April 28, 2005

Battlefield Britain is a cool show I just saw tonight. The BBC has a nice website for it. Tonight's episode covered the conflics between wales and england, in Owain Glyn Dwr and the Battle for Wales.


My son made a bug today. And so did daughter


The other day I was conversing with someone who was hostile to the idea of having candles in a worship service. I couldn't see a principled objection to candles, as a circumstance of worship, rather than an element, and in view of their aesthetic beauty and practical illuminative qualities.

I referred to the idea of 'worshiping the Lord in the beauty of holiness' as a justification that the aesthetic quality of candles justified their inclusion in a worship room, just as the aesthetic qualities of paint, carpet, architectural details, etc likewise do.

I was challenged in my application of that text, as my interlocutor wished to restrict it to only the following meaning: "holiness is regarded by God as a positive quality, and the verse merely commands worship with the quality of holiness."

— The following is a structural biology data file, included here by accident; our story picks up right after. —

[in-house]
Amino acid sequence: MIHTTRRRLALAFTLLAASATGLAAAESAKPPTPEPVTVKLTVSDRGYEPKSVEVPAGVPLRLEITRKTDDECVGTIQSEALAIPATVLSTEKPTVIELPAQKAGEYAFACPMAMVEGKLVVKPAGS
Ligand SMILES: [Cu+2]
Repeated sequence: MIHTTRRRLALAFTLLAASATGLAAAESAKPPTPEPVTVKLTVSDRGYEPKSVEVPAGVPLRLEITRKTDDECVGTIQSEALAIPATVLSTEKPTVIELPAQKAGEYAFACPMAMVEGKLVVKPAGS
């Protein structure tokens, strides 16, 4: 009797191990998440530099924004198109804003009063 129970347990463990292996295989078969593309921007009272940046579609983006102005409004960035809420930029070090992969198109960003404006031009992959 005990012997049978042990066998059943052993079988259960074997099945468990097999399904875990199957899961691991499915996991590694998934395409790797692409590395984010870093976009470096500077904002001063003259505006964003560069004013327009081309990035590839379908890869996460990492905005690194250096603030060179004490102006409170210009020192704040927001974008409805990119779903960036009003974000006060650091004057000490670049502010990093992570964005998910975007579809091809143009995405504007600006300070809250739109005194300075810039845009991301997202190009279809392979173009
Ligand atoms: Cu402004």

I think rather, that the verse assumes (by good and necessary consequence) that holiness is commanded by God as a form of beauty, but that presupposes that "beauty" in and of itself is a positive value.

It would hardly make sense to argue in this fashion
  1. God places no value on beauty in worship
  2. God commands worship to take place in the beauty of holiness
Rather, we should understand that the converse of premise 1 is implied by the command, therefore:
  1. God cares very much that worship have the quality of beauty
  2. Holiness is the primary criterion of the beauty that should qualify worship


Hey, look, an article from the PCA denominational magazine on the value of Lent particularly as it relates to a season of repentance.

I suppose some who worry about such things are concerned that this is "embracing Rome". I'd have to say that if a church is already recognizing Easter and Christmas, objections to other church seasons that have their origins in the historic united church are rather moot. If you want to complain about Lent, complain about Easter and Christmas first. (Go ahead, see how far you get in the PCA doing so)